The Invisible Internet Project (I2P) is a Peer to Peer network providing anonymous and censorship resilient communication. This is a post on how to use connect to an I2P router running on a remote machine and why it may be desirable use I2P in this way.
I2P is a great network, has been around for over 10 years and has many strengths.
Unfortunately I2P has two rather stark deficiencies, neither of which are a problem with the system itself but nevertheless can have a large impact on usability and anonymity.
The first issue is the slow startup time. It can take a number of minutes, even half and hour or more, to start up and become sufficiently integrated into the network and be in a position to do anything useful.
The second issue is that by virtue of being a Peer to Peer network, all nodes need to publish their public IP address in order to participate in the network. This means that an advisory with an overview of the network can correlate an anonymous event such as the end of an IRC session with an IP address removing itself from the I2P network. Therefor regularly starting and stopping I2P, as you might Tor, can be damaging to your anonymity.
For these reasons it makes a lot of sense to run your I2P router 24/7 and connect to it remotely through your day to day machine.
A great way to do this securely if through SSH TCP forwarding.
Example SSH Tunnel Command
There is a lot going on here so lets break it down. Lets start with the arguments.
-f Requests ssh to go to background just before command execution. We want this tunnel to stay open for as long as we want to interact with the router. Sending it to the background prevents locking up a terminal for the duration.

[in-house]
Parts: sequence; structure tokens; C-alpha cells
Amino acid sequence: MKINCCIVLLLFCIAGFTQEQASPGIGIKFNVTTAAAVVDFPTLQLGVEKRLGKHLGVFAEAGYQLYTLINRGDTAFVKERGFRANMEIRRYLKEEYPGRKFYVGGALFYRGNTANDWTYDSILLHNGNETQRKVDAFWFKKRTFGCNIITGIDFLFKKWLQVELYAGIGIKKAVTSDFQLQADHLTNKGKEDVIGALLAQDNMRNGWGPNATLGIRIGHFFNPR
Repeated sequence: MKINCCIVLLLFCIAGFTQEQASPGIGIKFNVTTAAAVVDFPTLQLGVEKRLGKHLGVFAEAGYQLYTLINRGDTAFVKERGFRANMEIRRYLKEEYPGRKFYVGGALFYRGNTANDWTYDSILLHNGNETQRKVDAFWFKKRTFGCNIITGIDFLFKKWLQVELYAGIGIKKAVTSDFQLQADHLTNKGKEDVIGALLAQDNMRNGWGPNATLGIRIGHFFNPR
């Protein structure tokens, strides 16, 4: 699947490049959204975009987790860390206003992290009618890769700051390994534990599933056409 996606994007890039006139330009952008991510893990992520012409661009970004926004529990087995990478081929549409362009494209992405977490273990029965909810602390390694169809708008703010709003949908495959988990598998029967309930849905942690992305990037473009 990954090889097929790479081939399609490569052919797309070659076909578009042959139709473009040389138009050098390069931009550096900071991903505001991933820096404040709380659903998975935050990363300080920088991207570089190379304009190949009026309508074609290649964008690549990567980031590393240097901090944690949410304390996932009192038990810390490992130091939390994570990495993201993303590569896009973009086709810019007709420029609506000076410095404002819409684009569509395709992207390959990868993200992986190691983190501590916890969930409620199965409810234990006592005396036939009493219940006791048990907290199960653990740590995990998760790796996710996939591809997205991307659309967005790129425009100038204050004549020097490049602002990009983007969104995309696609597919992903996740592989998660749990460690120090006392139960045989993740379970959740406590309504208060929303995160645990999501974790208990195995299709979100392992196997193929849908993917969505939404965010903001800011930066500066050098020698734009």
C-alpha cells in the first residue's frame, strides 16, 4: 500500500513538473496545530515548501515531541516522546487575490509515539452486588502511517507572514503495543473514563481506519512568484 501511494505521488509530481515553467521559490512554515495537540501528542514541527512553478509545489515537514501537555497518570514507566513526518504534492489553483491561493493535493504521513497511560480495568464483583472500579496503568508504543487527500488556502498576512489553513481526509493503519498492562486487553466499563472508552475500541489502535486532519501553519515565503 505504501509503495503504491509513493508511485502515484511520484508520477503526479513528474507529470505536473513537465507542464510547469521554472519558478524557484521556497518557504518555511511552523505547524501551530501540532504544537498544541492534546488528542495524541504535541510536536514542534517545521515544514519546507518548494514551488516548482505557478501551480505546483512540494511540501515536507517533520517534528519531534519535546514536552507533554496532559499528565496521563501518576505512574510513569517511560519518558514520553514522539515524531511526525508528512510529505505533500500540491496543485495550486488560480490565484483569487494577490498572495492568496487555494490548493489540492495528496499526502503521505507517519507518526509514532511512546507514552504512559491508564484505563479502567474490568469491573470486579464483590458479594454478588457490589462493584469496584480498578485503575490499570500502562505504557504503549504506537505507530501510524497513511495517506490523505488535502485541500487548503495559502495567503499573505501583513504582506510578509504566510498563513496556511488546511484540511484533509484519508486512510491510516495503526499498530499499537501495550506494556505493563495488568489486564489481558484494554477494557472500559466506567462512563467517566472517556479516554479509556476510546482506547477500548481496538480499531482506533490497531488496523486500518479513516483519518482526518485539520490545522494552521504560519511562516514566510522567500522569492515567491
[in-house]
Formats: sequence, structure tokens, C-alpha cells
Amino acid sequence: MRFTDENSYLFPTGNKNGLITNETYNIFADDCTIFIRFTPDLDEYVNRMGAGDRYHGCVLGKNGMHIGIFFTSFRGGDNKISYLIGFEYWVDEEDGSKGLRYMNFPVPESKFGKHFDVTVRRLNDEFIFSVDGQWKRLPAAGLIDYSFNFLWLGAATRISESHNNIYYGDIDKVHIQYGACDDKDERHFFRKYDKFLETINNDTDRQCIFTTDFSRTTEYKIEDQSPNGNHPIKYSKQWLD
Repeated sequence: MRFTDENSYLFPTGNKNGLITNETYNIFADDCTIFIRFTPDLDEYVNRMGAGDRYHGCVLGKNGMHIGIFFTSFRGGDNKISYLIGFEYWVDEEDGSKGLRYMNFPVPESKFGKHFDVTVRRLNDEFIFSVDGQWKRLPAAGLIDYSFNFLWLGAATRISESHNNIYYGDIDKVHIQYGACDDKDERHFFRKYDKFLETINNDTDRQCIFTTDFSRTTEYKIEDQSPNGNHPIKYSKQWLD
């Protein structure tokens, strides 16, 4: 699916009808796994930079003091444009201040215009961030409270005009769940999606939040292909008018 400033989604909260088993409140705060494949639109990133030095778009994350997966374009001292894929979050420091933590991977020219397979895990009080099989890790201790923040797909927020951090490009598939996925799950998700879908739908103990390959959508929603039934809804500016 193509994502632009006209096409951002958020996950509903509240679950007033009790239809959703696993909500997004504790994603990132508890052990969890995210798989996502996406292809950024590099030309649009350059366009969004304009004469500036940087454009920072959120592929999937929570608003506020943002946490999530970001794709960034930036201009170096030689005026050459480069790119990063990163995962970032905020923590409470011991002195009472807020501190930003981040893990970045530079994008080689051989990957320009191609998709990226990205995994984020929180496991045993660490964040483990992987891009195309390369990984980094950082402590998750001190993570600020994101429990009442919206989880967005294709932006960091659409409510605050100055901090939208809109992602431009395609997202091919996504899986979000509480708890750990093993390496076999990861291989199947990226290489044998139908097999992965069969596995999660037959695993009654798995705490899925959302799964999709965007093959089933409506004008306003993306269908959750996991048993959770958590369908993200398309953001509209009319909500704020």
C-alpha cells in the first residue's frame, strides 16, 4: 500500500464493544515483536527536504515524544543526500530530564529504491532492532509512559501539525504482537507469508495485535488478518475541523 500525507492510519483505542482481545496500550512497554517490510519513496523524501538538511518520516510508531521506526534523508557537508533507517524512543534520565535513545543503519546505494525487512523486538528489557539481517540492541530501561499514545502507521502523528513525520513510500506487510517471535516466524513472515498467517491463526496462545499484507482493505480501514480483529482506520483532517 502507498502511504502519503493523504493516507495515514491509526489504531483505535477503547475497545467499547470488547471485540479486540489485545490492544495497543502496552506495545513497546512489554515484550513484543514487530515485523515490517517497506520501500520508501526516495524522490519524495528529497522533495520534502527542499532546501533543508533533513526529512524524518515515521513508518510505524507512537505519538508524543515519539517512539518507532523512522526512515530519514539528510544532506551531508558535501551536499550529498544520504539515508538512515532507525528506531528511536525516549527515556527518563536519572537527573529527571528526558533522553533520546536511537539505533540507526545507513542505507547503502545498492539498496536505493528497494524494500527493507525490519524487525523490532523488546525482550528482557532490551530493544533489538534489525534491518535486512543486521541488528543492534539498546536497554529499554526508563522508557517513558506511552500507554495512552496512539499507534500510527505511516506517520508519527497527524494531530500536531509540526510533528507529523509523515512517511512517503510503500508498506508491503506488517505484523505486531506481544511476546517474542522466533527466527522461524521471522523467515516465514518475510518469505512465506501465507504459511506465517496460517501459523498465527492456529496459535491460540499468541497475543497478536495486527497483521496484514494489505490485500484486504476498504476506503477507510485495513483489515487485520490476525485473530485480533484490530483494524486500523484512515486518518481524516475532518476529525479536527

-T Disable pseudo-tty allocation.
-N Do not execute a remote command. Don’t login essentially, just keep the tunnel open without having an interactive SSH session open as well.
-L Specifies that the given port on the local (client) host is to be forwarded to the given host and port on the remote side.This is where the magic is.
The syntax for -L is as follows.
In our example command above this was
192.168.100.1 was the bind address and 4444 is the bind port, this means that to access I2P you would set your web browser’s http proxy to 192.168.100.1:4444. Note that the bind address is optional. If omitted then this port will be available on all interfaces. I run my I2P web browser inside a virtual machine, by setting the explicit bind interface to 192.168.100.1 (the default gateway for the virtual machine) I can avoid giving the virtual machine the credentials necessary to build this SSH tunnel.
The second address and port number pair, in the example 127.0.0.1:4444, are the other side of the connection. Essentially, once our traffic has gone through the SSH tunnel and arrives on the other machine, how does it reach the I2P software? If I2P is running on that same remote machine then the address and port number pair 127.0.0.1:4444 is probably correct.
Next in the example command we specify another -L argument.
This is exactly the same as the case we just covered except instead of forwarding port 4444 (I2P’s HTTP proxy port) we forward port 7657 which is I2P’s control interface port. If you only want to the I2P network and not mess with the router settings then only forward port 4444.
The final part of the command is the username and IP address combination of the machine running the I2P software. Note that i2p is a Unix username in this case, replace it with your own username.
A simplified version of this command without an explicit bind address is as follows.